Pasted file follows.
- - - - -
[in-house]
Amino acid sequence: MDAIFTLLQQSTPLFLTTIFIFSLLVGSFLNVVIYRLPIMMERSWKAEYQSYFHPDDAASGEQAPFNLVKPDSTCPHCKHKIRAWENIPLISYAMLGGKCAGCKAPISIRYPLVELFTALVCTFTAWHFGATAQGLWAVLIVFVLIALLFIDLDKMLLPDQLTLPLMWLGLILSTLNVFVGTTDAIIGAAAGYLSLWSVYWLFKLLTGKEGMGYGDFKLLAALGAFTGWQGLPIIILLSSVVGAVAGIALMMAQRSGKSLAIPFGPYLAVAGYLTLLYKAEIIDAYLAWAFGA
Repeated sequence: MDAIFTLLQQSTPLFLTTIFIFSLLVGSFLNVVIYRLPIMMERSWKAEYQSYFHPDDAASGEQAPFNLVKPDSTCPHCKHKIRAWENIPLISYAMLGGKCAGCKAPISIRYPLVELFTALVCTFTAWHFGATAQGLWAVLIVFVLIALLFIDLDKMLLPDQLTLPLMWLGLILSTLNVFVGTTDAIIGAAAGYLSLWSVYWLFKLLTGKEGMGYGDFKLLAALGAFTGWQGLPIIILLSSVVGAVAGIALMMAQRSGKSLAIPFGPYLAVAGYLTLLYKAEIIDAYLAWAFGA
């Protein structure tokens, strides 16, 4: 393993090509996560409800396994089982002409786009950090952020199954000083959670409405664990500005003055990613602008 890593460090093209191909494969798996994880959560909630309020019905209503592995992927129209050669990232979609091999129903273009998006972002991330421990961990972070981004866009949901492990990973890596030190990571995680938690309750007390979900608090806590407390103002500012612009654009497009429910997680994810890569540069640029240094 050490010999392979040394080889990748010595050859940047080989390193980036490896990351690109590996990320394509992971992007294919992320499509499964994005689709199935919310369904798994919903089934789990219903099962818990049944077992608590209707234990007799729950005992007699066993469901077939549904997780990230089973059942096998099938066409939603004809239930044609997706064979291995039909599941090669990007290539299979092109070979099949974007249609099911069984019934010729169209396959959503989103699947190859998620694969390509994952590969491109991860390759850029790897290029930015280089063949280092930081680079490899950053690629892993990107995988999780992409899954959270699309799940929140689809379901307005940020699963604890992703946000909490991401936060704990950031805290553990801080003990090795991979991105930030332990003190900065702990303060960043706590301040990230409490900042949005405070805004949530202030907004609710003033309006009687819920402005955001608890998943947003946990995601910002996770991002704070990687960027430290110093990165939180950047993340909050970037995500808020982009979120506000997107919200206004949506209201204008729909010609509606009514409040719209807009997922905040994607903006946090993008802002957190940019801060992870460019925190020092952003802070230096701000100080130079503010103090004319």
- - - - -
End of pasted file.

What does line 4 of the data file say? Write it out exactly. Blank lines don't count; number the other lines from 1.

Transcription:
């Protein structure tokens, strides 16, 4: 393993090509996560409800396994089982002409786009950090952020199954000083959670409405664990500005003055990613602008 890593460090093209191909494969798996994880959560909630309020019905209503592995992927129209050669990232979609091999129903273009998006972002991330421990961990972070981004866009949901492990990973890596030190990571995680938690309750007390979900608090806590407390103002500012612009654009497009429910997680994810890569540069640029240094 050490010999392979040394080889990748010595050859940047080989390193980036490896990351690109590996990320394509992971992007294919992320499509499964994005689709199935919310369904798994919903089934789990219903099962818990049944077992608590209707234990007799729950005992007699066993469901077939549904997780990230089973059942096998099938066409939603004809239930044609997706064979291995039909599941090669990007290539299979092109070979099949974007249609099911069984019934010729169209396959959503989103699947190859998620694969390509994952590969491109991860390759850029790897290029930015280089063949280092930081680079490899950053690629892993990107995988999780992409899954959270699309799940929140689809379901307005940020699963604890992703946000909490991401936060704990950031805290553990801080003990090795991979991105930030332990003190900065702990303060960043706590301040990230409490900042949005405070805004949530202030907004609710003033309006009687819920402005955001608890998943947003946990995601910002996770991002704070990687960027430290110093990165939180950047993340909050970037995500808020982009979120506000997107919200206004949506209201204008729909010609509606009514409040719209807009997922905040994607903006946090993008802002957190940019801060992870460019925190020092952003802070230096701000100080130079503010103090004319």